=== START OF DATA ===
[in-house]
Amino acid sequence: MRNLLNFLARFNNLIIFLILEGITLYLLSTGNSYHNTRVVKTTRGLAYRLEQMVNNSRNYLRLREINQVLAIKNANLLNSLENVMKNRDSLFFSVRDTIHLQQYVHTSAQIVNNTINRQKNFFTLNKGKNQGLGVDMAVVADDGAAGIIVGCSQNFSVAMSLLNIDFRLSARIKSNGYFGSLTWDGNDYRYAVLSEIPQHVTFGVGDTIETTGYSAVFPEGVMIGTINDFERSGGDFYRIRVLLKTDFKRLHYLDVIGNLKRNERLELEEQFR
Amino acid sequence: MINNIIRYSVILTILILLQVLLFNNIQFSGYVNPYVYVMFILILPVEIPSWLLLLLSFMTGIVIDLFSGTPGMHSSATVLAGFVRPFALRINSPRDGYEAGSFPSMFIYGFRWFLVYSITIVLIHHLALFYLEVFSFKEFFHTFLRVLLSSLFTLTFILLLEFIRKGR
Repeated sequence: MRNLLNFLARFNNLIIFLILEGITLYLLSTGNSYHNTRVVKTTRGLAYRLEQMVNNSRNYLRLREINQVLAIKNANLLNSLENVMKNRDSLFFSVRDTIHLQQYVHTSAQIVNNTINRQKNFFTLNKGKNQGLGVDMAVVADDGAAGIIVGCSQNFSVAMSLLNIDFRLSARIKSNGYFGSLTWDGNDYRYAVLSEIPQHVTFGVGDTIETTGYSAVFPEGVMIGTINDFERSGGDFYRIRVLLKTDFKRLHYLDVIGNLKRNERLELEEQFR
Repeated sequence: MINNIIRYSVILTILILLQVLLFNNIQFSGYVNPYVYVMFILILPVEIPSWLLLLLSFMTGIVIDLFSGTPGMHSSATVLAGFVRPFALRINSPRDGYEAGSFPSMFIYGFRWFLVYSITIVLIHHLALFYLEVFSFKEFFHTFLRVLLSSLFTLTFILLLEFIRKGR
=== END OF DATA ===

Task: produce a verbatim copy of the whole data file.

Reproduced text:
[in-house]
Amino acid sequence: MRNLLNFLARFNNLIIFLILEGITLYLLSTGNSYHNTRVVKTTRGLAYRLEQMVNNSRNYLRLREINQVLAIKNANLLNSLENVMKNRDSLFFSVRDTIHLQQYVHTSAQIVNNTINRQKNFFTLNKGKNQGLGVDMAVVADDGAAGIIVGCSQNFSVAMSLLNIDFRLSARIKSNGYFGSLTWDGNDYRYAVLSEIPQHVTFGVGDTIETTGYSAVFPEGVMIGTINDFERSGGDFYRIRVLLKTDFKRLHYLDVIGNLKRNERLELEEQFR
Amino acid sequence: MINNIIRYSVILTILILLQVLLFNNIQFSGYVNPYVYVMFILILPVEIPSWLLLLLSFMTGIVIDLFSGTPGMHSSATVLAGFVRPFALRINSPRDGYEAGSFPSMFIYGFRWFLVYSITIVLIHHLALFYLEVFSFKEFFHTFLRVLLSSLFTLTFILLLEFIRKGR
Repeated sequence: MRNLLNFLARFNNLIIFLILEGITLYLLSTGNSYHNTRVVKTTRGLAYRLEQMVNNSRNYLRLREINQVLAIKNANLLNSLENVMKNRDSLFFSVRDTIHLQQYVHTSAQIVNNTINRQKNFFTLNKGKNQGLGVDMAVVADDGAAGIIVGCSQNFSVAMSLLNIDFRLSARIKSNGYFGSLTWDGNDYRYAVLSEIPQHVTFGVGDTIETTGYSAVFPEGVMIGTINDFERSGGDFYRIRVLLKTDFKRLHYLDVIGNLKRNERLELEEQFR
Repeated sequence: MINNIIRYSVILTILILLQVLLFNNIQFSGYVNPYVYVMFILILPVEIPSWLLLLLSFMTGIVIDLFSGTPGMHSSATVLAGFVRPFALRINSPRDGYEAGSFPSMFIYGFRWFLVYSITIVLIHHLALFYLEVFSFKEFFHTFLRVLLSSLFTLTFILLLEFIRKGR